Anatomy of an Embedded Linux System


At runtime, an embedded Linux system contains the following software components:

• Boot loader: What gets the operating system loaded and running on the board.

• Kernel: The software that manages the hardware and the processes.

• Root file system: Everything under the / directory, containing the programs run by the kernel. Every Linux system has a root file system. Embedded systems have a great amount of flexibility in this respect: the root file system can reside in flash, can be bundled with the kernel, or can reside on another computer on the network.

• Application: The program that runs on the board. The application can be a single file or a collection of hundreds of executables.

All these components are interrelated and thus depend on each other to create a running system. Working on an embedded Linux system requires interaction with all of these, even if your focus is only on the application.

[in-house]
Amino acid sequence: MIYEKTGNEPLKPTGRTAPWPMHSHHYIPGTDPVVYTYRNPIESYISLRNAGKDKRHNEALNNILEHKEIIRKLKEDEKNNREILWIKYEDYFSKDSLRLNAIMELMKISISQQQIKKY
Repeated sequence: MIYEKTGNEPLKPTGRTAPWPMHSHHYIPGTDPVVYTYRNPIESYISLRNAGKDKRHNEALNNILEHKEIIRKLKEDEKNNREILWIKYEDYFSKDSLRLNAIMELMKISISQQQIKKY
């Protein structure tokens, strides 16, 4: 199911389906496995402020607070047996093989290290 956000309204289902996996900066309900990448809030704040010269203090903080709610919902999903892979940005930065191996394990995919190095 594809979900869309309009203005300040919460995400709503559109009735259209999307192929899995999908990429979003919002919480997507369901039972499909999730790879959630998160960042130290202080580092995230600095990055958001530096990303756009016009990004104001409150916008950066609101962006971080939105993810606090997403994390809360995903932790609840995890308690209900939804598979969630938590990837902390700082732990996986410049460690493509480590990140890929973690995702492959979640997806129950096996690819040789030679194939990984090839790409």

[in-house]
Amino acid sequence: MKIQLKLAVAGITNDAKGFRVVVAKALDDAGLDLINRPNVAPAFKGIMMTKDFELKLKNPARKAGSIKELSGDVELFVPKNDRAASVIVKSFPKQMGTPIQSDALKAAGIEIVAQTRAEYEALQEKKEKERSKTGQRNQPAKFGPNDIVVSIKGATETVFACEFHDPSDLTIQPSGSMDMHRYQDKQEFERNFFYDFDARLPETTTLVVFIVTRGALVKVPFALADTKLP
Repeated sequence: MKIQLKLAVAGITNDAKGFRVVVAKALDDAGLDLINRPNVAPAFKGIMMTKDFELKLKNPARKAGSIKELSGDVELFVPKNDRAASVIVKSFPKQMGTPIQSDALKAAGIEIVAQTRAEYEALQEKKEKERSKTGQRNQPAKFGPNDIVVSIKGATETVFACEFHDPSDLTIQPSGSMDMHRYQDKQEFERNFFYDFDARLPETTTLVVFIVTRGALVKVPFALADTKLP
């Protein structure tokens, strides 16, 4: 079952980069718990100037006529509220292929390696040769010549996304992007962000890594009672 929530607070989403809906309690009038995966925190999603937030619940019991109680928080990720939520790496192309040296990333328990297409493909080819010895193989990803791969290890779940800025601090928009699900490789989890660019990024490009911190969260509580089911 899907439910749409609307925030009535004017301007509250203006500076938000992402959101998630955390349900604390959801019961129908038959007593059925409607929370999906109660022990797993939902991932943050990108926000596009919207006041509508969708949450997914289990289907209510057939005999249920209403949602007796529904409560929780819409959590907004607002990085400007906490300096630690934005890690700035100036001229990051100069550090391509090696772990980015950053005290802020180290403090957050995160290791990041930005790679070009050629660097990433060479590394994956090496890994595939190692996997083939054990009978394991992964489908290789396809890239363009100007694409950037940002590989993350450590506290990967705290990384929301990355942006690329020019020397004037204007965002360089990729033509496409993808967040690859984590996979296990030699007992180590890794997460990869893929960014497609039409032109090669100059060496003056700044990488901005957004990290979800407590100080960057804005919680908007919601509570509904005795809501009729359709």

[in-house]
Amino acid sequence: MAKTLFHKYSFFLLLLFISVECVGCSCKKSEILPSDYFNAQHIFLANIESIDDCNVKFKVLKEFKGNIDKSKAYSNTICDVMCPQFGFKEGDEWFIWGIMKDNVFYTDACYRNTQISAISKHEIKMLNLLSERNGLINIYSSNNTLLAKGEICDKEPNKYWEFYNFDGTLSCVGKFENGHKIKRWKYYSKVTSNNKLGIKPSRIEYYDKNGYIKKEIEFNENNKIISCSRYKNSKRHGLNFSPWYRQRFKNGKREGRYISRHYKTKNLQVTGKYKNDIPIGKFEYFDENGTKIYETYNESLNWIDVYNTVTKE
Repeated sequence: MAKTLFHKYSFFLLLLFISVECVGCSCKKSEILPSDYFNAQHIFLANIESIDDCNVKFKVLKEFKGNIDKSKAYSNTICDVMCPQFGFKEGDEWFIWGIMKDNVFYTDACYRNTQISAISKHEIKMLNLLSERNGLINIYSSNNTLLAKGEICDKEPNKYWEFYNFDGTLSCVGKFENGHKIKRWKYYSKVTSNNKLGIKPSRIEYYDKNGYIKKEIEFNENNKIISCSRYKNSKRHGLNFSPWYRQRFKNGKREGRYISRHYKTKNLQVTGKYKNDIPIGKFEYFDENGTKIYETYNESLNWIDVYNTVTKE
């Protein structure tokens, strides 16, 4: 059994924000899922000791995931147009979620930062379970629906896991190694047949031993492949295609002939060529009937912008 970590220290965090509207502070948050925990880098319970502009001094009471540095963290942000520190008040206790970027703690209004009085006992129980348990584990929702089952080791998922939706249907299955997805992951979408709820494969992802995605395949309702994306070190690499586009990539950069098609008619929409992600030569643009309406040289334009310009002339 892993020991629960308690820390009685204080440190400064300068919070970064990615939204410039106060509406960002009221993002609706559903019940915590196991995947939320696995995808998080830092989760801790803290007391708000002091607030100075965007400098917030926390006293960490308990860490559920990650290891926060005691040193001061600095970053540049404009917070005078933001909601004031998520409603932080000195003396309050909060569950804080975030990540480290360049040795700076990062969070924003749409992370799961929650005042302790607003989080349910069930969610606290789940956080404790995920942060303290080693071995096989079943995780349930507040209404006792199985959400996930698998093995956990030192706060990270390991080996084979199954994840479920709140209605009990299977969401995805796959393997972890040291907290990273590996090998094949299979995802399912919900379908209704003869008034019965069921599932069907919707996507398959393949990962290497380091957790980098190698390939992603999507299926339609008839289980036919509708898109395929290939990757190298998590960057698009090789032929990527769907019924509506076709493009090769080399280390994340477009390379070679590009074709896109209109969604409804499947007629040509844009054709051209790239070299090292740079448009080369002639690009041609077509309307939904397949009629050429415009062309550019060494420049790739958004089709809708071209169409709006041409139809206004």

If you’re new to Linux but have used other commercial embedded solutions, the notion of a distinct kernel and root file system can be disorienting. With a traditional embedded solution, the application code is linked into a binary image with the rest of the embedded OS. After initialization, the operating system calls a function that is the entry point into your code and starts running.

Source of Information : Pro Linux Embedded Systems (December 2009)


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